At this time of great tension, immediately prior to the 2016 US election, we've decided rather than dwell on those anxieties, that we'd focus on beauty - call it eye candy, if you will - but either way, it lifts the soul and reminds us not all the world is an ugly place right now. Our posting will likely be a little sparse or very brief, over the coming week as things unfold and, hopefully, resolve, but we believe in the power of beauty and stories to ground people and aim to make the world a better place, and we will continue to be here to note it as we can.
For all those US citizens who can vote, please do that: vote, no matter which side you lean toward, and please choose wisely: think of the future of your/our children, and of the world. You are choosing the future for more than one country and more than one people. It's that important.
In the meantime, we assume there is no real deciding left to be done, only to wait for the polls to open, so let's think on lovely and inspiring things.
“In my wildest imagination, I never thought something like this could exist,” he mused in a pre-show conversation. “To do this on a crystal bridge over the most famous fountain in the world? If that’s not a fairy tale, I don’t know what a fairy tale is.” (CREATIVE DIRECTOR, CHANEL, FENDI - KARL LAGERFELD)Rome's famous Trevi fountain, after a one and a half year $2.4 million rehab, recently added to its already existing fairy tale status by becoming the stage for Fendi's 90th anniversary Legends and Fairy Tales Collection debut. A crystal-like walkway was built right over the water, (out of plexi-glass) and the models, walking on the water (yes - ON), told Fendi's own spin of East of the Sun, West of the Moon, in the procession of Kay Nielsen inspired wearable art over the evening.
The collection spun its own tale: a princess journeying from day to night, the colour palette darkening as she travelled further into the woods. Consistent throughout was the subtle application of Fendi’s extraordinary craftsmanship, the way, for instance, an insect’s wings illuminated by sunlight were duplicated in a tiny clutch of feathers, or the flowers around the hem of an organza dress had petals of mink. (Business of Fashion)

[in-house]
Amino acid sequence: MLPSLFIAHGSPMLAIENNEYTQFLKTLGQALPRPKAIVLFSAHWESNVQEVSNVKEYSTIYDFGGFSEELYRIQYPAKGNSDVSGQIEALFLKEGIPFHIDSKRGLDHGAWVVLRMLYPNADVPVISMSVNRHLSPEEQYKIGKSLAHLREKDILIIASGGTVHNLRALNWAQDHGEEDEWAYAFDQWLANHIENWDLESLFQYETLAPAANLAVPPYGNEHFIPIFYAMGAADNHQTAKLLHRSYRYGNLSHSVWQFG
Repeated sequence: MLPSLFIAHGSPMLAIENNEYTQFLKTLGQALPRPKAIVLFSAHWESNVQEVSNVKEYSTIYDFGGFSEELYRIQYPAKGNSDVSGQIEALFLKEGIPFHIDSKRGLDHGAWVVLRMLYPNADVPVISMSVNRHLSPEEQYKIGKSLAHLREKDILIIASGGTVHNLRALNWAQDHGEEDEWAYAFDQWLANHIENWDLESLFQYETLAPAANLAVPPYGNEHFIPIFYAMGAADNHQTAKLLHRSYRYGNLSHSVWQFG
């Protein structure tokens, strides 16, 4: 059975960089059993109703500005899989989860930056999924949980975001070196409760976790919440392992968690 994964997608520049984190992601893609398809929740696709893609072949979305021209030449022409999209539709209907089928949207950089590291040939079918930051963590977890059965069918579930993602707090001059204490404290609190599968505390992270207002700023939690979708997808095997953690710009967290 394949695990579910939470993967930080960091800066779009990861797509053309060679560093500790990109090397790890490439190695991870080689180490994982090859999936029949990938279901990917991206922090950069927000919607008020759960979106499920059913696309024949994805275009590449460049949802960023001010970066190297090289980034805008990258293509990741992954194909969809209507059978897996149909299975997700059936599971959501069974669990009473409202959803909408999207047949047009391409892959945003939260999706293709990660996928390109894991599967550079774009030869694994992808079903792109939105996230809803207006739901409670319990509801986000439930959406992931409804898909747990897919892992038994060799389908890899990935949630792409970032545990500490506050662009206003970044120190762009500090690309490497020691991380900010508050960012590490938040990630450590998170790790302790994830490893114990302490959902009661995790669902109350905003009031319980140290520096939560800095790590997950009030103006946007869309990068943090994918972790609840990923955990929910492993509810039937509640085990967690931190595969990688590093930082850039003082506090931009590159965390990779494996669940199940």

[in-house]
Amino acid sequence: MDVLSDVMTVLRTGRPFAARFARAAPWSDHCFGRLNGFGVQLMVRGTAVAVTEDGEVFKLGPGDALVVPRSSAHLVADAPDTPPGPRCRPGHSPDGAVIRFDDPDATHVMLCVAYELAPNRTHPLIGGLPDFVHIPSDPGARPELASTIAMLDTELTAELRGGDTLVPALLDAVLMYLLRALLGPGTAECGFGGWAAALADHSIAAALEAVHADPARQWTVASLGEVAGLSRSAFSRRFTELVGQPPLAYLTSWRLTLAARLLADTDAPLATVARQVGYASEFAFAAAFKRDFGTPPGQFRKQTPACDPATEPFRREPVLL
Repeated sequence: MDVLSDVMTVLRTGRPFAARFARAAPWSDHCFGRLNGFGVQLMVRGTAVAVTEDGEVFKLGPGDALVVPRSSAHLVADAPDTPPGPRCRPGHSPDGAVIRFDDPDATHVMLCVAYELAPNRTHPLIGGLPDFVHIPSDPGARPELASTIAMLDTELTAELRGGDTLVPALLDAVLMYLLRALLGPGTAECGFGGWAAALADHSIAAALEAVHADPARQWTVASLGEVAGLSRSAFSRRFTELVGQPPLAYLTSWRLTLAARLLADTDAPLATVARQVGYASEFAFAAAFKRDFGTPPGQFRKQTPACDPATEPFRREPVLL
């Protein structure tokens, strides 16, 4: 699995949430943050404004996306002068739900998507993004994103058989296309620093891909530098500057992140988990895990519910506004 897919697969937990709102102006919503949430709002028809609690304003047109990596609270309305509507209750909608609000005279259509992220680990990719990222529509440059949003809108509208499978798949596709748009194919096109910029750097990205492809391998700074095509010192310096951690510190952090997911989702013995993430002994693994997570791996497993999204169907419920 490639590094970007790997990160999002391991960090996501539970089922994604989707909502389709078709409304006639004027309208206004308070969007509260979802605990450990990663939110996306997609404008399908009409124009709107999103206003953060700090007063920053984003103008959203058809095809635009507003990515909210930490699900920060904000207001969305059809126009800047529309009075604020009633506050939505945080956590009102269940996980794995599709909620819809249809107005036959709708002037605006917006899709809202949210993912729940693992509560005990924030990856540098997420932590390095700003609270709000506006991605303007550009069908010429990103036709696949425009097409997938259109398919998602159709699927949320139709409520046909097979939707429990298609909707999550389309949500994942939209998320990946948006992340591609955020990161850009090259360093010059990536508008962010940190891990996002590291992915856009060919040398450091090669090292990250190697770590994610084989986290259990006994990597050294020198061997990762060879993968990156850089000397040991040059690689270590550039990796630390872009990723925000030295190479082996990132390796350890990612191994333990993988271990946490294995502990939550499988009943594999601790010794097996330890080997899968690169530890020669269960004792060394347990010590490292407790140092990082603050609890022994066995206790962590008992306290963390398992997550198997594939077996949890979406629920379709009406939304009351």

"It is an extraordinary experience to see East of the Sun and West of the Moon take on a totally new life in the hands of Karl Lagerfeld at Fendi, and it's an absolute delight to see how the images so directly inspired his breathtaking 90th anniversary show," stated editor Noel Daniel. "The artistry and craftsmanship and love behind each flower, each branch, each hue of sky is unbelievable. The tales have proved yet again to be eternally inspiring." (dexigner)The inspiration began with the recent TASCHEN release of Kay Nielsen's beautiful illustrations and developed from there.
It all started with an early 20 century edition of , a Norwegian fairy tale with pictures by the famous children’s book illustrator Kay Nielsen, which Lagerfeld found at his friend Sandy Brant’s place. His curiosity was piqued. “This was something from the North, we were making a fur collection, and the pictures were something in between art nouveau and art deco,” he explained. (It was also, coincidentally, an era when the designer liked the way fashion used fur, as opposed to later decades when everything got much too heavy for him.) “So we asked the estate for permission to use them.” And that is how Nielsen’s illustrations came to be reproduced in a minutely-intarsia-ed mink coat, or embroidered on a flowing empire-line gown then re-appliqued with fur and organza. (Contemporary artists Katy Bailey and Charlotte Gastaut also contributed ideas.) (Business of Fashion)
Lagerfeld explained, “I called the show Legends and Fairy Tales, because it’s a collection that doesn’t relate to everybody like ready-to-wear, this is very special for people who have a special kind of life”. (hausmag)We didn't report on this back in July during the event and, frankly, fashion is a little difficult to keep track of, as fairy tales are commonly linked with fashion, and it's almost always possible to find a connection. While that's historically been the trend, one could argue it's more so the case today, with much more emphasis on a theatrical and 'transportive' presentation of themed collections.
Today, while themed collections often tell stories through their clothes and construction, the runway shows themselves are no longer just platforms for models to parade the designs, but are expected to build an atmosphere of fantasy and of a different world. It's not uncommon, even, for these stages to be specially built to specific design specifications, just like a theater set, but to involve mechanics and moving parts, revealing either the paths to be trod or the models, acting as the 'prelude' to the show, or story, being modeled in the wearable art that follows.
This video is enough to make us seriously consider a change in vocation!
We'll leave you with more lovely designs reflecting Nielsen's inspiring fairy tale illustrations. (We're guessing you won't mind the few overlaps necessary to show you the range of the collection.)